In other words: the philosophy of Liberalism demands that all views are allowed to carry equal weight, and that no authoritative pronouncements are made in advance against any of them. Rather, all ideas are allowed to be scrutinized–in a certain, non-decisive way–in the free marketplace of thought; and each person in turn is free to reject those ideas with which he or she disagrees. But is this really always preferable to the Church definitively closing off some ideas to legitimate consideration? Are there not certain things that need to be rejected outright? And if so, why would the Church not have an authoritative role in this rejection? One need only consider the frequent outcry that Pope Pius XII ought to have done more and said more against National Socialism–or, equally, the frequent defense of him by those who say he acted in a strategic way that minimized harm to the Jewish people–to see that most people do believe the Church does have and should have such a role. Is it not better, Schlier is saying, that the Church take up that responsibility and exercise it, rather than there being equal and perpetual tolerance for all ideas, no matter how reprehensible? Would we really want the Church saying that anti-Semitism has its merits and we shouldn’t condemn from the outset theologians who want to defend it?

Ratzinger certainly does not find the equal tolerance of all ideas desirable. As he lamented in Behold the Pierced One, “Since the end of the Council the panorama of theology has changed fundamentally, not only as regards the matters debated by theologians, but also and in particular as regards the structure of theology itself. For whereas, prior to the Council, theological debate took place within a closely knit and uncontested framework, now the fundamentals themselves are widely matters of dispute. This is very evident in the case of Christology.”3 Of course, Schlier’s comments, cited by Ratzinger of the threshold of his assumption of the papacy, as well as the entirety of his address to the Pontifical Biblical Commission, make clear that these sorts of magisterial interventions must be done with great care; but they cannot be simply ruled out. Yes: magisterial discipline can go wrong by overreaching. This is obvious. Yet it is also true that a lack of constraints on theological work is equally problematic not only for the Church but precisely for theologians themselves.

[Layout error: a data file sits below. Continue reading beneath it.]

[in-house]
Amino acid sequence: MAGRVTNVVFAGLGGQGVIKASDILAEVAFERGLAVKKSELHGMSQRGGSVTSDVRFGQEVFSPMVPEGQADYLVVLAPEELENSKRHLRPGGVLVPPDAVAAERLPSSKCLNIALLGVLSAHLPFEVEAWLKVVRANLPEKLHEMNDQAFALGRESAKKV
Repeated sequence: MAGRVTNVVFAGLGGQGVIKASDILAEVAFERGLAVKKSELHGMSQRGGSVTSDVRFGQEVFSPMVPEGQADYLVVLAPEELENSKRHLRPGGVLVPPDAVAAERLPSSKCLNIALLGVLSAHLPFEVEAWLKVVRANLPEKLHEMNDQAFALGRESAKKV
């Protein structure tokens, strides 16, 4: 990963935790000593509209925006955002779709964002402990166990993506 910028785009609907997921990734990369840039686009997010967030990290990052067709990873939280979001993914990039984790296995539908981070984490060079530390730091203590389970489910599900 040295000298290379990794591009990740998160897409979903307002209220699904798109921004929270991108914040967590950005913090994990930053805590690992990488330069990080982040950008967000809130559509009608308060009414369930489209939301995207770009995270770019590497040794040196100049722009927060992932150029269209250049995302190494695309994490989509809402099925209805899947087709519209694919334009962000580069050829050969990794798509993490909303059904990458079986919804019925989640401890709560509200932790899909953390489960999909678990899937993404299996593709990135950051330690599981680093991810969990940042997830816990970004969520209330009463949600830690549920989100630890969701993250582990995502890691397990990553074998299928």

Why is this? In the broadest sense, because we cannot begin, Descartes-like, with a completely blank slate, building a system from the ground up where only those things are admitted that have been thoroughly examined. Any statement that is made can only be made on the basis of a thousand statements that are not made: in other words, on the basis of an unimaginably great number of things that we take for granted are true, and equally on an unimaginably great number of things that we take for granted are false. As Chesterton says in The Superstition of Divorce, “the fundamental things in a man are not the things he explains, but rather the things he forgets to explain.” We must take certain things for granted whenever we think; we must take certain things for granted in order to think. And those things will often–or perhaps invariably–be the most important things. Every person who thinks actually does begin, contrary to the assertion of the Holy Father, with a thousand “nos” in front of him.

Not only must a theologian (as well as everyone else) work with a “‘no’ in front,” in advance; it is also the case that the work a theologian does will simultaneously as well as consequentially imply saying “no” to a great number of things. The “no” might not be the primary thing being said (though importantly, sometimes it might); but a “no” cannot be separated from any “yes.” Loving something requires rejecting other things. The primary action is affirmation; the subsequent action, or corollary, is a negation. Because I love my wife, I must say “no” to adultery: again, not only consequentially, but simultaneously. It is not, “I love her; I suppose adultery is off the table.” It’s “I love her. Adultery? Are you crazy? Didn’t you hear what I just said?” Love does not proceed with a constant and self-aware rejection of adultery “in front of” it; but it can only proceed once the lovers have definitively turned their backs on it. It is precisely by affirming something that we can progress in a way that preserves the “no” without having to recall it constantly to mind. Those who live in the truth have internalized the dismissal of falsehood; those who live in the bond of love have internalized the dismissal of betrayal. They need not dismiss lies and betrayal with self-conscious constancy; their lives are that rejection, because their lives are the affirmation of a good.